Evangeline Lilly first catapulted to fame as one of the stars of the smash ABC-TV series Lost, where she played Kate Austen for six years. Once the series ended its run, Lilly took a few film roles in pictures like The Hurt Locker and Real Steel, but stepped back from acting a bit to concentrate on motherhood and writing her first children’s book, The Squickerwonkers.
She came back to features a couple of years ago with a vengeance, however, playing the Elf Tauriel in the second and third installments of The Hobbit and then landing the role of Hope Van Dyne, daughter of Hank Pym and Janet Van Dyne, in Marvel’s new Ant-Man. Speculation has run rampant that Hope will follow in her mother’s footsteps and suit up as the Wasp, but Lilly herself was unsure of what the future holds for her character when we sat down recently to discuss Ant-Man.
You took a break for a couple of years, and then you came back and went right into big projects like The Hobbit and now this. Do you feel comfortable coming back to work and jumping into these big movies?
It certainly wasn’t in the plan, but it has been really surprisingly fun. Working for these big franchises, on these big projects, that are so fantasy-driven…you know, the grind of it is that you have to work with a lot of CGI and a lot of unknowns, and a lot of the time the scene that you’re working on is not the screen that ends up on the screen, but the fun of it is this world creation and the liberties that you can take as an actor in existing in these worlds, and then the fans. The fans are so devoted and fanatical and excited and passionate. I’ve been lucky enough to work on, you know, projects pretty much throughout my career that pull from the same fan base, so you know, those Comic-Con geeks, they’re my peeps (laughs).
Hope Van Dyne comes from an alternate universe in the Marvel comics so there’s not a lot for you to draw on and not a lot of baggage. What appealed to you about her and was it fun to come in with almost a clear slate?
I really like the clean slate. I have to say, I learned that playing Tauriel, that it’s actually an incredible freedom. Because not only do you have the chance to collaborate with the writers and the director to create something unique and original, but you also don’t have the pressure of somebody’s vision in their mind of what you’re supposed to be. And I think that, you know, you face that when you’re playing iconic characters like Hank Pym or Scott Lang or the hobbit. So with Hope, I just invested in essentially learning more about Hank Pym and Janet Van Dyne. ‘Cause I feel like, once you understand a person’s parents, you understand the person.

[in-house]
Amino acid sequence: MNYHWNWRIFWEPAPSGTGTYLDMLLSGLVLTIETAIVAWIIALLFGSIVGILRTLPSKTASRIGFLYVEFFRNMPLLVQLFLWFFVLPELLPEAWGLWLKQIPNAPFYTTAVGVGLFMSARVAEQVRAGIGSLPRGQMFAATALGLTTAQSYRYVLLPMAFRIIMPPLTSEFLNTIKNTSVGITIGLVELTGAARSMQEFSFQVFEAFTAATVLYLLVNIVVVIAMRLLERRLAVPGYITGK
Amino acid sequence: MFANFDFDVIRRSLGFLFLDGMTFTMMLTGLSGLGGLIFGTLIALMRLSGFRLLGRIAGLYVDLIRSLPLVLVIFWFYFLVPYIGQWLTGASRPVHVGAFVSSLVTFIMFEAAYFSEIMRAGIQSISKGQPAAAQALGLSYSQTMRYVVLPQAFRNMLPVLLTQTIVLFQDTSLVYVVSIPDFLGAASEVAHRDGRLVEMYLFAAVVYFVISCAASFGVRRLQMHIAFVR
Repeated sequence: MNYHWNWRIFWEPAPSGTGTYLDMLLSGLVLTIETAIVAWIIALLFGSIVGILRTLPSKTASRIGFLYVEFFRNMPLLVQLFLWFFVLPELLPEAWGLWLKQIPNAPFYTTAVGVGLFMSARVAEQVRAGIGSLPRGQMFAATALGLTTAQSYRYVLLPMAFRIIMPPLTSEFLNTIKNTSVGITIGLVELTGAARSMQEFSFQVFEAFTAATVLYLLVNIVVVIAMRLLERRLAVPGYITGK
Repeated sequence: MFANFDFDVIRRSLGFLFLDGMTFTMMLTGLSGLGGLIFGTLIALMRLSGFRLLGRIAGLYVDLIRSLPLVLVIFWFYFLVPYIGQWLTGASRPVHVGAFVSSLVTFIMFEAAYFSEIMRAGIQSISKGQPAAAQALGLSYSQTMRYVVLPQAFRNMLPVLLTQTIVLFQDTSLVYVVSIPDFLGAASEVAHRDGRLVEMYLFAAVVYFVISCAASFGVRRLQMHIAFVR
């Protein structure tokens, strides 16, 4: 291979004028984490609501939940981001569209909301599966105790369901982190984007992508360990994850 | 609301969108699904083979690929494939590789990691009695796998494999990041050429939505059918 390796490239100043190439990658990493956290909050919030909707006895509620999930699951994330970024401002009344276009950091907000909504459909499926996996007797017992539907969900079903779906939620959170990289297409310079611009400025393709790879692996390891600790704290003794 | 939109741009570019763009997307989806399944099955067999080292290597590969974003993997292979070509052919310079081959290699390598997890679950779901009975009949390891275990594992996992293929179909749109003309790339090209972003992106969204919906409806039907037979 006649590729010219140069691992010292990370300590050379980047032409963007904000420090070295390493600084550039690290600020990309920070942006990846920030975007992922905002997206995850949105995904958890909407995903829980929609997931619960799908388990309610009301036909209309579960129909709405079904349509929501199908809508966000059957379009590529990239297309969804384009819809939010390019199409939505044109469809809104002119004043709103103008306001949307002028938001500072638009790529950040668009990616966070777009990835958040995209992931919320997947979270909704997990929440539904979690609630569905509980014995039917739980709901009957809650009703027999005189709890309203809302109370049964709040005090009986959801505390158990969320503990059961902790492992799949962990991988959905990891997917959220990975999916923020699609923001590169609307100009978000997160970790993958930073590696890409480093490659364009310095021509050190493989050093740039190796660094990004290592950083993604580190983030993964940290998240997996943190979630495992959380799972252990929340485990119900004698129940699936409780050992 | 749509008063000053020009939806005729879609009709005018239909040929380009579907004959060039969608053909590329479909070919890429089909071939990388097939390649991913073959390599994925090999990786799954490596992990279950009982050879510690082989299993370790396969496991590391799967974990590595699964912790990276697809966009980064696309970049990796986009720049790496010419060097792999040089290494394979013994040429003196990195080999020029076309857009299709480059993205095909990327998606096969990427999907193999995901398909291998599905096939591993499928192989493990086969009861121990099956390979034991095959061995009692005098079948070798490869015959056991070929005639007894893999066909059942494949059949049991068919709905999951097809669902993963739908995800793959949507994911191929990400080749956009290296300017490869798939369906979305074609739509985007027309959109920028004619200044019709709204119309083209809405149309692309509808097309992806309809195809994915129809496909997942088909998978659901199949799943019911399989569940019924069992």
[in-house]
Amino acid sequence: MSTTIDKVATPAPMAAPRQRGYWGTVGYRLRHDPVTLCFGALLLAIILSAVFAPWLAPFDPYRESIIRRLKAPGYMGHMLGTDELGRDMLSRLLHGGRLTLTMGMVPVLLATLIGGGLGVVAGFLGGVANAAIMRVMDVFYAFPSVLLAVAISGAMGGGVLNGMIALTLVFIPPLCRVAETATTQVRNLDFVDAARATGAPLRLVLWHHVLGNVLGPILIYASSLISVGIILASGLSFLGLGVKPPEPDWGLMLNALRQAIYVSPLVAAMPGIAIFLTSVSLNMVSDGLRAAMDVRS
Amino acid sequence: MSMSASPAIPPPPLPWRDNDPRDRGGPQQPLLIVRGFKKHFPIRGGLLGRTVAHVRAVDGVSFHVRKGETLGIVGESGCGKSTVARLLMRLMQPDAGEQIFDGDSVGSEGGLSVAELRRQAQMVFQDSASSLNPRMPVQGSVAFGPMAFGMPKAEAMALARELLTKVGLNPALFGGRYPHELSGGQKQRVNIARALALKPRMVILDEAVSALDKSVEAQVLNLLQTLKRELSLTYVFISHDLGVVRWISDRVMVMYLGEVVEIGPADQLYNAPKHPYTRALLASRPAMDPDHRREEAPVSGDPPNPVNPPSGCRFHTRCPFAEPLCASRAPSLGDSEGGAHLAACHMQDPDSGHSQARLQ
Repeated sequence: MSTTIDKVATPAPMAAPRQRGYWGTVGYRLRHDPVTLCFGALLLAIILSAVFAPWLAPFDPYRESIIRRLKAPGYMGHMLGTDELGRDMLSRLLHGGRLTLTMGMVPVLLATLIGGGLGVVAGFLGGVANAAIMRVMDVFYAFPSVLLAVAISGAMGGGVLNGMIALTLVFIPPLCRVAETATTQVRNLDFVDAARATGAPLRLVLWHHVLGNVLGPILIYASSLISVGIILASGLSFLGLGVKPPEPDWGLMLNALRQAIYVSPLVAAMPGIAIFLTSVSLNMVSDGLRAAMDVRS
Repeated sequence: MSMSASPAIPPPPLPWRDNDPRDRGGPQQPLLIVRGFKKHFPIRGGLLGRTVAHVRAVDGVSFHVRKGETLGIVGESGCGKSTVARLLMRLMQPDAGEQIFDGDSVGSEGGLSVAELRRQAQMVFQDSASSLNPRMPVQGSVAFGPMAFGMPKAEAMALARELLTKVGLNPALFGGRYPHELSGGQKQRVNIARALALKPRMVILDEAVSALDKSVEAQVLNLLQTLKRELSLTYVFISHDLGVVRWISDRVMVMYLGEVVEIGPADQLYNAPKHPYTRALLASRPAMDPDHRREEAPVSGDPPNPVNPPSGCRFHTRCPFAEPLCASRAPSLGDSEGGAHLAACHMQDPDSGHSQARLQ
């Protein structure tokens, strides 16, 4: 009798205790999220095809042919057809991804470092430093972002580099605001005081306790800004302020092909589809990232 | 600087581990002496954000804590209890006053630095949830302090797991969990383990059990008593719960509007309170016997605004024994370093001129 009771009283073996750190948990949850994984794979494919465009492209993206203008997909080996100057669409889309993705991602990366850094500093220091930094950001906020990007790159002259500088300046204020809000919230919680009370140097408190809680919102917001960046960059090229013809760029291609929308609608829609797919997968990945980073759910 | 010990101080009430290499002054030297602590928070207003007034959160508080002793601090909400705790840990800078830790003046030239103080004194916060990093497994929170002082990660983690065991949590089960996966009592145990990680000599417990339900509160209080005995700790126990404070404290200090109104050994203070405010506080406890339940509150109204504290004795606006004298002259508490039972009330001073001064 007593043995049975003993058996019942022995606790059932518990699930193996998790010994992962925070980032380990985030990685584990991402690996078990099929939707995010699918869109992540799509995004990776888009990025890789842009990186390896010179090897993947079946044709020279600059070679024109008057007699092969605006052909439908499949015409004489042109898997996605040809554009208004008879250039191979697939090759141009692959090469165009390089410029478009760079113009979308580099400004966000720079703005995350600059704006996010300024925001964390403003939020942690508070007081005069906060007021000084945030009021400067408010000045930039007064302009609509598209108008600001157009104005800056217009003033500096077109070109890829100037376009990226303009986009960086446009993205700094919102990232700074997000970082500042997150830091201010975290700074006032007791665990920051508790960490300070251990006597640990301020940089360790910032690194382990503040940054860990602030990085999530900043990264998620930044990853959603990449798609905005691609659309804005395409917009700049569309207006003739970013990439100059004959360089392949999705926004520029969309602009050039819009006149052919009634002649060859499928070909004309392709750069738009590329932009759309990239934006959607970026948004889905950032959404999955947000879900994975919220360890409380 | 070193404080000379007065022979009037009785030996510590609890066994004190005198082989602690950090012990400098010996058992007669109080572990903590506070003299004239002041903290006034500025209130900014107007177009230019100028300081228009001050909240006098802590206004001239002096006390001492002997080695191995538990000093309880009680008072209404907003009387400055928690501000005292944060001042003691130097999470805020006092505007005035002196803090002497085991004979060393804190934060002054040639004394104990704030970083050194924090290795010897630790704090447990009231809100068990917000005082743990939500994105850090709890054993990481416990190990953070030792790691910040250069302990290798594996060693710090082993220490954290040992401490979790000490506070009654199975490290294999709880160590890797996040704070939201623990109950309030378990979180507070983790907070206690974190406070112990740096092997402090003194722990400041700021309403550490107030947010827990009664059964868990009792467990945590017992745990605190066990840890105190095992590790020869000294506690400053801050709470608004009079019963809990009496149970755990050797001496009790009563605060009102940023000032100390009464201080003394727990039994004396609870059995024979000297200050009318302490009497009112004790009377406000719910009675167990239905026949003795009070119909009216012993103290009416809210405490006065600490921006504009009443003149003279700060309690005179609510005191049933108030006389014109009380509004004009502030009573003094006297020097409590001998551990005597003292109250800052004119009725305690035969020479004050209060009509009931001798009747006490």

How was working with Paul and how much of those fight scenes did you get to do yourself?
We did pretty much all of it — and the stuntpeople did it — and then we’d pair off, so it’d be me and a male stuntperson and then Paul and a female stuntperson, and then Paul and I…it was just a big hodgepodge of collaboration, putting the shots together and using what was usable. So what was great was that we got a shot at it all, we got to try everything.
You’re signed for multiple Marvel movies and we sort of get a sense in this movie that Hope is going to be around…do you know where you’re supposed to go next? Have they let you know?
No, I’m still in the dark and I’m excited to find out. I’m with the fans, going, ‘C’mon, tell me what’s going on!’ I do hope that I get to keep going — punfully intended — because I had such a great time working on this movie. Marvel are a surprisingly collaborative and intimate company to work for. They’re big and they’re successful, but they haven’t lost their roots at all. They’re really, really still just a bunch of comic book geeks having fun doing what they love.
Real quick, are you working on a new book?
I am, actually. I’m working on the second Squickerwonkers book, and I’m working on my first adult novel trilogy. So that’s an undertaking! (laughs) That’s been taking up the majority of my time — all of my time — since I wrapped on this film. I have no idea when it will come out, but I’m working hard at it.
Ant-Man is out in theaters July 17.